Cornwall: Singing for my supper in the Seventies.

Updated: Jul 31, 2018

A soft swell delivered gentle waves to the beach, each breaking in a whisper, dragging small stones back in the undertow with a gravelly scraping swish. The echo of an autumn moon rose and fell on the bay and a myriad of stars twinkled overhead. Sunrise would not be far away yet the music that was scheduled to stop at eleven o’clock played on. Every seat was filled and many bodies populated vacant areas of floor, spilling outside on to the beach itself, each one clasping a beer or something more exotic. Candles worn down to a stub, and the pub took on the character of a place of worship although a more appropriate term might be a place of comradeship. We had shared five hours together, give or take, and now the wisdom and deep knowledge only alcohol can generate, allowed us to drift into meaningful analysis of lyrics. Songs were no longer songs but held hidden meaning and ‘I can’t get no satisfaction’ was a statement worthy of discussion and considerable debate. Licensing laws held no terror as the local Policeman was flexing his philosophical muscles along with the rest of us. As dawn broke, a John Denver song saw a good number dancing an unsteady waltz and one last, okay one more, definitely the last drink saw us on our way, enriched, nourished and ready to take on the day. I played this gig many times in the 70’s and whilst not the ‘norm’, it was not untypical. The warmth of our monthly gatherings lives forty plus years later.

In the early seventies, Cornwall was a good deal further away that it is now. All we had was the good old Trunk roads, the A30, A303 and A4 to take us west. Chunks of the M4 and M5 were open when you had to leave the ‘motorway’ and zigzag along remnants of the old road then back on to the next stretch of the M4. At that time it was easier to stick with the A roads, the most pleasant of which was the A303, also destined to be upgraded early in the 70’s but my earlier journeys were, largely, uninterrupted. That is apart from by my battered old Wolseley Hornet, that had a knack of cutting out from time to time, requiring me to pull in to the side of the road and twist a small box containing fuses under the bonnet, jamming it with a piece of thick rubber and the car started again with no problem. The padding wore lose with vibration and my glove box was filled with many more sections of rubber, enough to negotiate a considerable journey. Stonehenge was a ‘must do’ stop, and it still evokes the same feeling of the ages as it did then, the big difference in the 70’s being that you could park close by and walk to the stone circle to munch sandwiches whilst sitting on the very monument. Cornwall, magical Cornwall. I think the knife-edge atmosphere cut in as I left Launceston and set off across the wilds of Bodmin Moor, many signposts reminding me of dear Daphne du Maurier whose passion and love for Cornwall resounds across time, her ‘work’ etched into the very fabric of the county forever. Jamaica Inn, Dozemary Pool, Altarnun, Brown Willey, Roughtor. These are places synonymous with her novels, and I met many more references that relate to other books during my journeys over the next few years.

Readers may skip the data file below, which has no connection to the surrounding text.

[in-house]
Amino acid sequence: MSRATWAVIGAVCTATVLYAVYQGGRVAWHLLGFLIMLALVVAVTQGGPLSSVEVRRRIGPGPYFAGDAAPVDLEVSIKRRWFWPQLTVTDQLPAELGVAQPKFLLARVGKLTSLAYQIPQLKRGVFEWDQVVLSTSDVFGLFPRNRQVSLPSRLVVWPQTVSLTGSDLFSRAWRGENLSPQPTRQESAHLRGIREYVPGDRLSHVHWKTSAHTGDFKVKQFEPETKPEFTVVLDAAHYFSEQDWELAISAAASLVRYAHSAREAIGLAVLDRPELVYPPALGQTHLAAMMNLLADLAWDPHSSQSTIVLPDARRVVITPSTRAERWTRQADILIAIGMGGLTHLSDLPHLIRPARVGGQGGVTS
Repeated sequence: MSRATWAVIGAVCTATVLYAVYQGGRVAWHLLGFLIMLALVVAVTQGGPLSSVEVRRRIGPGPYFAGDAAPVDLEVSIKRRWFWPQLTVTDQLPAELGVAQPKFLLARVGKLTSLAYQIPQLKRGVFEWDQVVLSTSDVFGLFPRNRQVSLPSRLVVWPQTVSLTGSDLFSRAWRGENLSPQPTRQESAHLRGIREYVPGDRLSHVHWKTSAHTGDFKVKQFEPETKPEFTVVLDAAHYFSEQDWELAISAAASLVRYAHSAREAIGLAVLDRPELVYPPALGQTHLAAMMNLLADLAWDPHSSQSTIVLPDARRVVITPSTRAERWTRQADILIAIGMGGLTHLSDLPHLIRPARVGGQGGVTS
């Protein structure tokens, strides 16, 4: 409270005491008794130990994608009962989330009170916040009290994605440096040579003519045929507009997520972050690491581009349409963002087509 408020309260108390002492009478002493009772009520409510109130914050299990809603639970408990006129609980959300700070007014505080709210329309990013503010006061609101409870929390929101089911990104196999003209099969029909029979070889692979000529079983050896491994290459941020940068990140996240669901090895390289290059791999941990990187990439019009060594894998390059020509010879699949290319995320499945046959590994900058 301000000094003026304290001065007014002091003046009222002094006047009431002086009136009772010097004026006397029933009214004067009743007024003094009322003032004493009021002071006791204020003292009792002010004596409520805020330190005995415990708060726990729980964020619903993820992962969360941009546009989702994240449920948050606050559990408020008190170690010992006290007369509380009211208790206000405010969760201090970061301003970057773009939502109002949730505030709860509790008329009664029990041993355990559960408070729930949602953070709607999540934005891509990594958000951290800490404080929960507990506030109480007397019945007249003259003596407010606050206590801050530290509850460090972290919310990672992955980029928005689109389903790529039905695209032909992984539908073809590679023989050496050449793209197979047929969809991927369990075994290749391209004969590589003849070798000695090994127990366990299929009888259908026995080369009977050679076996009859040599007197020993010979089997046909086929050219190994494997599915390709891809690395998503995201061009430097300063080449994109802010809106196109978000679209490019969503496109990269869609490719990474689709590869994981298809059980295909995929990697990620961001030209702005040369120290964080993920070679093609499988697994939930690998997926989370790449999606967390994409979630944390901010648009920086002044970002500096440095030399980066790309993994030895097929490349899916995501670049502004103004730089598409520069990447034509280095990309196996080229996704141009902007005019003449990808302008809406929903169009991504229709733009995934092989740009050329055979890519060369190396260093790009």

Daphne and I had met when, having written and asked if I may call on her, she invited me to her house, Kilmarth, where we talked for hours about her writing, her love for Cornwall and the joy and pain she experienced when her stories were translated to the screen. ‘Rebecca’ figured a good deal as the bottle of Croft Original slowly emptied, gone completely by the time I weaved an unsteady path to my car. The Jeremy Brett and Joanna David version was due to appear on television at some stage – I enjoyed that but it has never been shown again- but she was adamant that Lawrence Olivier was Maxim to a tee. I still have the postc